Steve Stenger | St. Louis Public Radio

Steve Stenger

Paul Berry III
Jason Rosenbaum I St. Louis Public Radio

GOP St. Louis County executive nominee Paul Berry III joins the Politically Speaking podcast to discuss his campaign to be one of the region’s top elected officials.

Berry won a two-way GOP primary last week for the county executive’s office. He’ll square off against incumbent St. Louis County Executive Steve Stenger in November, along with several third-party candidates.

St. Louis County Executive Steve Stenger celebrated a narrow victory over Democrat Mark Mantovani.
Carolina Hidalgo | St. Louis Public Radio

At the end of a primary campaign that featured pointed attacks and biting television ads, St. Louis County Executive Steve Stenger used his victory speech to emphasize a need to come together.

Stenger barely held off businessman Mark Mantovani, who has yet to concede the race after falling about 1,100 votes short in Tuesday’s Democratic primary. It was a contentious and expensive affair that put Stenger’s dismal relationship with the St. Louis County Council in greater focus. He alluded to that seemingly endless acrimony near the tail end of his address.

St. Louis County executive candidate Mark Mantovani was defeated by incumbent Steve Stenger on Tuesday by about 1,100 votes. Mantovani has not yet decided whether to seek a recount, Aug. 8, 2018
David Kovaluk | St. Louis Public Radio

Democrat Mark Mantovani is holding off on conceding the St. Louis County executive’s contest.

Mantovani is trailing St. Louis County Executive Steve Stenger by less than 1 percentage point. While emphasizing that he’s not planning to contest the election, Mantovani says “uncounted and outstanding provisional ballots” exceed the difference between the two candidates. 

Wesley Bell, candidate for St. Louis County prosecutor, votes at First Presbyterian Church in Ferguson on Tuesday morning. Aug. 7, 2018.
Carolina Hidalgo | St. Louis Public Radio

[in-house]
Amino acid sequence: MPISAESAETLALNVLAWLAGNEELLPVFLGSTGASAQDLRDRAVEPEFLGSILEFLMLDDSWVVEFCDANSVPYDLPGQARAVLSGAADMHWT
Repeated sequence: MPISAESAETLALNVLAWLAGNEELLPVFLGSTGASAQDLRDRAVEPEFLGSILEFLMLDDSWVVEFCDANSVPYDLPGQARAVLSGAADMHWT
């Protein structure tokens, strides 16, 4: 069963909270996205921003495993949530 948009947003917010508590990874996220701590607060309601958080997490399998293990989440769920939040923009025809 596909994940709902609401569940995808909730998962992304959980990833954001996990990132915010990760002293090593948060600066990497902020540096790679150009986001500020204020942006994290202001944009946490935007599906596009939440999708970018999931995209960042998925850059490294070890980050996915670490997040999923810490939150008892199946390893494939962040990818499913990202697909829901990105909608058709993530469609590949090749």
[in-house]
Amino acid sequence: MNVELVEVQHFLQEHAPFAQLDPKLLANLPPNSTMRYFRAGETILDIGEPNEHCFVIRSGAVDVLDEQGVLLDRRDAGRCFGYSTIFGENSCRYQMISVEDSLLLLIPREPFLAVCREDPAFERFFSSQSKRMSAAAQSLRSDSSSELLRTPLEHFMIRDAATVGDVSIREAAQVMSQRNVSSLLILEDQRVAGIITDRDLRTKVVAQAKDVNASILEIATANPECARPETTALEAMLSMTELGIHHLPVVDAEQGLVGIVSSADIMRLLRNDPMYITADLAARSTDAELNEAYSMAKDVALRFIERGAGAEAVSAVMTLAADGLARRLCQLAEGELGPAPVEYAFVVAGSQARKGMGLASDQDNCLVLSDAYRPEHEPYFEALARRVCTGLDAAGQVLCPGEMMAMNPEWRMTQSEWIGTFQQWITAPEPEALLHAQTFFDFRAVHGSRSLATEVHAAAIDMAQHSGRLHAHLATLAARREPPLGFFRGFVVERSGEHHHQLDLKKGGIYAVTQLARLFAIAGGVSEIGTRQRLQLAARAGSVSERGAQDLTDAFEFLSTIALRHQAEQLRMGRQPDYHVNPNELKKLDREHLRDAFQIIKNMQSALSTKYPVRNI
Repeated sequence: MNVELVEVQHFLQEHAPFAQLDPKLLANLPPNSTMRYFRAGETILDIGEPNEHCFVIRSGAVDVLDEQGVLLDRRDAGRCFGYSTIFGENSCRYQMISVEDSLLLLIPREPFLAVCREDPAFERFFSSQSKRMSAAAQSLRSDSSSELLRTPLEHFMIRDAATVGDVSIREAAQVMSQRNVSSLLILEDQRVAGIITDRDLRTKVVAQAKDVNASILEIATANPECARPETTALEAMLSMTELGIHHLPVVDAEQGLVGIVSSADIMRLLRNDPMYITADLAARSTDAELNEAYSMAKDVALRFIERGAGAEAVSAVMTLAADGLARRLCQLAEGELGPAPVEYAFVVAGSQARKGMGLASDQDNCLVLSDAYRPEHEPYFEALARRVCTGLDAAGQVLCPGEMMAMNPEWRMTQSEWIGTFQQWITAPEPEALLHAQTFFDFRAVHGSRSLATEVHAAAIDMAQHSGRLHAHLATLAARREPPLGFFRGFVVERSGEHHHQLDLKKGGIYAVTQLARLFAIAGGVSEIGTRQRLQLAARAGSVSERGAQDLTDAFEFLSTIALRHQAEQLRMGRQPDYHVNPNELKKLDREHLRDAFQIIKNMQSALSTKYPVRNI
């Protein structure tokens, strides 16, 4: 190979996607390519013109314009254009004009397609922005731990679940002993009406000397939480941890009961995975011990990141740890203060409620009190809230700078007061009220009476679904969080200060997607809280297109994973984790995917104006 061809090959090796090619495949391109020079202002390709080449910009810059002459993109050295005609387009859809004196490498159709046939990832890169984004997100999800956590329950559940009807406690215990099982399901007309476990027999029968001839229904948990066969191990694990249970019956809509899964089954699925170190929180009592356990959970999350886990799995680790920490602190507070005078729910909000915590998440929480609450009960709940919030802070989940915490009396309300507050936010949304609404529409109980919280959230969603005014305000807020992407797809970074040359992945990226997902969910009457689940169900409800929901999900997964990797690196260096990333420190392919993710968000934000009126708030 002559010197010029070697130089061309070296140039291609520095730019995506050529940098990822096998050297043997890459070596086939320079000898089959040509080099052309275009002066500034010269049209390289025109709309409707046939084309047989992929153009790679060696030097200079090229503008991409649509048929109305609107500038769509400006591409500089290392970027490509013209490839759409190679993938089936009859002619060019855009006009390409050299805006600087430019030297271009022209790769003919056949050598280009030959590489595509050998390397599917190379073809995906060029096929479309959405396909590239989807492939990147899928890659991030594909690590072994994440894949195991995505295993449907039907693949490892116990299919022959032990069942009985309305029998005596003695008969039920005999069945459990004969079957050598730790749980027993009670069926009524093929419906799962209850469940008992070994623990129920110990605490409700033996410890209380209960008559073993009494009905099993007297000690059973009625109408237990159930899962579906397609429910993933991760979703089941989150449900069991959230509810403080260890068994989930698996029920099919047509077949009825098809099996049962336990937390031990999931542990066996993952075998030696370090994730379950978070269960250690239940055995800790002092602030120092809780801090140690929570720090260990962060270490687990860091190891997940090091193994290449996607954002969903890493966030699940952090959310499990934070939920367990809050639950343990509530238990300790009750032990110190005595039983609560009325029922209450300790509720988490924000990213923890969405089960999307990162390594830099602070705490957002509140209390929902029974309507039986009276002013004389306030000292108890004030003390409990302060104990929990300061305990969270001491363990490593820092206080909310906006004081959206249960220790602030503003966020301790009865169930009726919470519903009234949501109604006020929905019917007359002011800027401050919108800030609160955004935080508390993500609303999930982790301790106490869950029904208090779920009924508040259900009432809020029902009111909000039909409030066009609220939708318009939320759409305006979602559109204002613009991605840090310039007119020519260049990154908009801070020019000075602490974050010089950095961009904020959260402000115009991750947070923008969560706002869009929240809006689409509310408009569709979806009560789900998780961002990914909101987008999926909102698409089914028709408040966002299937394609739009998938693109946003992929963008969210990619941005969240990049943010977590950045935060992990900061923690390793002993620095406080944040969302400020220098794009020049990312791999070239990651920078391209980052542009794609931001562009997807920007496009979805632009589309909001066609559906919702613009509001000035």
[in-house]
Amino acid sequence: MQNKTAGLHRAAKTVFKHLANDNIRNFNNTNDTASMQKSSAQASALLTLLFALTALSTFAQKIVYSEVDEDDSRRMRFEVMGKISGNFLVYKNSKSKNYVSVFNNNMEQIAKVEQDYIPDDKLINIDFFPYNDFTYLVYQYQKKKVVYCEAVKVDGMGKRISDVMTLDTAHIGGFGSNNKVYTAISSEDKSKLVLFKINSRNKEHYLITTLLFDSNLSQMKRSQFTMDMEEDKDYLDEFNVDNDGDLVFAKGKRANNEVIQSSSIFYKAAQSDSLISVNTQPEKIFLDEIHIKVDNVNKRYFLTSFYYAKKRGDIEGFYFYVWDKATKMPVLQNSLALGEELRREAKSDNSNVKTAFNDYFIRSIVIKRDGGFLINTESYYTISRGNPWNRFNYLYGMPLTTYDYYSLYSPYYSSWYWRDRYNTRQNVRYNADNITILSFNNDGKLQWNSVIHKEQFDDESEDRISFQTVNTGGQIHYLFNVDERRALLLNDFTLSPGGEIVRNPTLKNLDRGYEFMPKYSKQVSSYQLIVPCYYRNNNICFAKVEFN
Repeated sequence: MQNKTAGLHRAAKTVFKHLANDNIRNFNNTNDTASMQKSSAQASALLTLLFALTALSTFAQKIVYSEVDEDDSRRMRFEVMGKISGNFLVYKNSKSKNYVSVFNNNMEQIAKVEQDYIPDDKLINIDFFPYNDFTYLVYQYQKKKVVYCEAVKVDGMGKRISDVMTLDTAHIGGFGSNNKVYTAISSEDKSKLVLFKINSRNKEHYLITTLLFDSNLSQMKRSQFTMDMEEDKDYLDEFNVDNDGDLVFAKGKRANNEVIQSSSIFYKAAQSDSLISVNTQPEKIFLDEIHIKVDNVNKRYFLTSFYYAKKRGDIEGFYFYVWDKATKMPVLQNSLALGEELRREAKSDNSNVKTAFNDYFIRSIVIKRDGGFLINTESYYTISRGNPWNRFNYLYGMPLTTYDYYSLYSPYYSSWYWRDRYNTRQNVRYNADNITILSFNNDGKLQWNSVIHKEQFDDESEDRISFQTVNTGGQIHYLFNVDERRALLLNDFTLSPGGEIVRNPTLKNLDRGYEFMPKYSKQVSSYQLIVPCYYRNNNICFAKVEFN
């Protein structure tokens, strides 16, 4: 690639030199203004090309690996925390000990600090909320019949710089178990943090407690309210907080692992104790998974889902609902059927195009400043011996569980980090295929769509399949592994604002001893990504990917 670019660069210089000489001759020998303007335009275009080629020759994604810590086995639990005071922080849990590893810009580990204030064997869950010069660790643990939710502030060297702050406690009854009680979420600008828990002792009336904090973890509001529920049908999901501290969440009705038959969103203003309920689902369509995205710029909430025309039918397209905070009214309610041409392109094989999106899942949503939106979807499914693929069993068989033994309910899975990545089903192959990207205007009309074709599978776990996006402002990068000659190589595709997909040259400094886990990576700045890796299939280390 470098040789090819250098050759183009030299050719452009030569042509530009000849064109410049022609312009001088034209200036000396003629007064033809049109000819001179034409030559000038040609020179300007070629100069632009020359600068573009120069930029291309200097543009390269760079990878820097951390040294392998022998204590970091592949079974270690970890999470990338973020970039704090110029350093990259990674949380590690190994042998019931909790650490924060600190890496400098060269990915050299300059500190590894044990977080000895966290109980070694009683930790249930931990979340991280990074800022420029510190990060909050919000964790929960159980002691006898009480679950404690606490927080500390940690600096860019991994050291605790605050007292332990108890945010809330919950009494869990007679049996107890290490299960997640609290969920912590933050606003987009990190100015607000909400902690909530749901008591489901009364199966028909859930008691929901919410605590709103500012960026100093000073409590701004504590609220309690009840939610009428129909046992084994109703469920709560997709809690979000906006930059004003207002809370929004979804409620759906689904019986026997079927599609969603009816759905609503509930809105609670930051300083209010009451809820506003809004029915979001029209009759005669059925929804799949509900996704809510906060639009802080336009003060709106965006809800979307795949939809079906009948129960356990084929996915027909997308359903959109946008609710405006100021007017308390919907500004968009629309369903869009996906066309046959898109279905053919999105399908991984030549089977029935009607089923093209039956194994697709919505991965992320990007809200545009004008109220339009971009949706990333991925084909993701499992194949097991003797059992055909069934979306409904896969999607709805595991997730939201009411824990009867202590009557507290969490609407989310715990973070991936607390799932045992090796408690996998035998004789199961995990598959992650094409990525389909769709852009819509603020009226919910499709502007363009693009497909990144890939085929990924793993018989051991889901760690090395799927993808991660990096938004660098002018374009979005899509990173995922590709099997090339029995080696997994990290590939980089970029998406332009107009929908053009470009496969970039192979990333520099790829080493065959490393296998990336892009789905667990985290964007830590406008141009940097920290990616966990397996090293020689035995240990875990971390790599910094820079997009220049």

If Missourians proved anything on Tuesday, it’s that they aren’t predictable when it comes to how they vote.

Less than two years removed from endorsing President Donald Trump and a slate of GOP statewide aspirants, voters overwhelmingly repealed the party’s signature policy, right to work, from the law books. But instead of backing candidates that won the blessing of organized labor groups, St. Louis and St. Louis County voters decided to go in very different directions.

St. Louis County Executive Steve Stenger speaks with reporters after winning the Democratic primary for county executive.
Carolina Hidalgo | St. Louis Public Radio

St. Louis County Executive Steve Stenger likely is headed toward re-election, after a razor-thin victory over businessman Mark Mantovani in Tuesday’s Democratic primary.

“Today’s victory shows that voters believe we are moving St. Louis County in the right direction,” Stenger said during his late-night victory speech.

But Mantovani had yet to concede; he lost by roughly 1,100 votes. His campaign said it would release a statement Wednesday. He will also look at the implications of what it means to ask for a recount.

Steve Stenger, who has served as St. Louis County executive since January 2015, hopes to serve another four-year term.
Evie Hemphill | St. Louis Public Radio

Affton native and incumbent Democratic candidate for St. Louis County executive Steve Stenger has held the position for nearly four years and is looking to serve for another four. His name will appear next to political newcomer Mark Mantovani’s on the Aug. 7 ballot. 

On Friday’s St. Louis on the Air, Stenger joined host Don Marsh and St. Louis Public Radio political reporter Jo Mannies to discuss his campaign to keep his seat as county executive.

St. Louis County Executive Steve Stenger faces challenger Mark Mantovani in the August 2018 Democratic primary
File photos | St. Louis Public Radio

St. Louis County voters are just days away from effectively deciding whether County Executive Steve Stenger stays in office or is replaced by businessman Mark Mantovani.

And with election day looming, both men are continuing their record-setting spending spree, with most of it going to TV ads.